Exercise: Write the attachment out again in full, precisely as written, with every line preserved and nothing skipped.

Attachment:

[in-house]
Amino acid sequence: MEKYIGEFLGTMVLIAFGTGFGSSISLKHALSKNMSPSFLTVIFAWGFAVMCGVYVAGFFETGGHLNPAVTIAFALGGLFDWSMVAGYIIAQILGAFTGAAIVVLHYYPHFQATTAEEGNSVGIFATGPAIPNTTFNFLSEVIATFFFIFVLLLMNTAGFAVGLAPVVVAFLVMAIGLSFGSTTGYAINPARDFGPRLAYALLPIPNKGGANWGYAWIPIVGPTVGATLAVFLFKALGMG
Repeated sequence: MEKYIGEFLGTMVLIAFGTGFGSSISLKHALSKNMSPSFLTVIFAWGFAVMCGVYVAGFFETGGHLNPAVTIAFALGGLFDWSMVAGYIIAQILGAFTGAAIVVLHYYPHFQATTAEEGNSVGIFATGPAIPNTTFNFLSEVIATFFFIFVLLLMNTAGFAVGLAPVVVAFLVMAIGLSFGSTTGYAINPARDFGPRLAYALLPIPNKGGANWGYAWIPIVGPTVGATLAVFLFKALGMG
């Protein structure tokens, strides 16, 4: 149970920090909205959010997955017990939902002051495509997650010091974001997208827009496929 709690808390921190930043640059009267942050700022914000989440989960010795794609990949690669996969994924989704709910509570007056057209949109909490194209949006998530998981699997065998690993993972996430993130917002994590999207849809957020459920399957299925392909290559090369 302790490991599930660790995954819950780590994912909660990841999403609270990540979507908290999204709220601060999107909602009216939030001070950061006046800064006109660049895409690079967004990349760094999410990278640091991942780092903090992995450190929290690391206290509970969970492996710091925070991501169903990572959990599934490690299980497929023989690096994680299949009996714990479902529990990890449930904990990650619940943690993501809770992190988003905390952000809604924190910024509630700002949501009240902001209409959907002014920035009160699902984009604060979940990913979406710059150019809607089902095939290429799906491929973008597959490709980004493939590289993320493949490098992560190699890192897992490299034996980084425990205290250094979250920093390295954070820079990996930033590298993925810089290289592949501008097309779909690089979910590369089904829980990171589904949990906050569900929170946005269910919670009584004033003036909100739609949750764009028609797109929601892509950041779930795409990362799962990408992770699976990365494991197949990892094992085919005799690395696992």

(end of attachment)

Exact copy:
[in-house]
Amino acid sequence: MEKYIGEFLGTMVLIAFGTGFGSSISLKHALSKNMSPSFLTVIFAWGFAVMCGVYVAGFFETGGHLNPAVTIAFALGGLFDWSMVAGYIIAQILGAFTGAAIVVLHYYPHFQATTAEEGNSVGIFATGPAIPNTTFNFLSEVIATFFFIFVLLLMNTAGFAVGLAPVVVAFLVMAIGLSFGSTTGYAINPARDFGPRLAYALLPIPNKGGANWGYAWIPIVGPTVGATLAVFLFKALGMG
Repeated sequence: MEKYIGEFLGTMVLIAFGTGFGSSISLKHALSKNMSPSFLTVIFAWGFAVMCGVYVAGFFETGGHLNPAVTIAFALGGLFDWSMVAGYIIAQILGAFTGAAIVVLHYYPHFQATTAEEGNSVGIFATGPAIPNTTFNFLSEVIATFFFIFVLLLMNTAGFAVGLAPVVVAFLVMAIGLSFGSTTGYAINPARDFGPRLAYALLPIPNKGGANWGYAWIPIVGPTVGATLAVFLFKALGMG
């Protein structure tokens, strides 16, 4: 149970920090909205959010997955017990939902002051495509997650010091974001997208827009496929 709690808390921190930043640059009267942050700022914000989440989960010795794609990949690669996969994924989704709910509570007056057209949109909490194209949006998530998981699997065998690993993972996430993130917002994590999207849809957020459920399957299925392909290559090369 302790490991599930660790995954819950780590994912909660990841999403609270990540979507908290999204709220601060999107909602009216939030001070950061006046800064006109660049895409690079967004990349760094999410990278640091991942780092903090992995450190929290690391206290509970969970492996710091925070991501169903990572959990599934490690299980497929023989690096994680299949009996714990479902529990990890449930904990990650619940943690993501809770992190988003905390952000809604924190910024509630700002949501009240902001209409959907002014920035009160699902984009604060979940990913979406710059150019809607089902095939290429799906491929973008597959490709980004493939590289993320493949490098992560190699890192897992490299034996980084425990205290250094979250920093390295954070820079990996930033590298993925810089290289592949501008097309779909690089979910590369089904829980990171589904949990906050569900929170946005269910919670009584004033003036909100739609949750764009028609797109929601892509950041779930795409990362799962990408992770699976990365494991197949990892094992085919005799690395696992």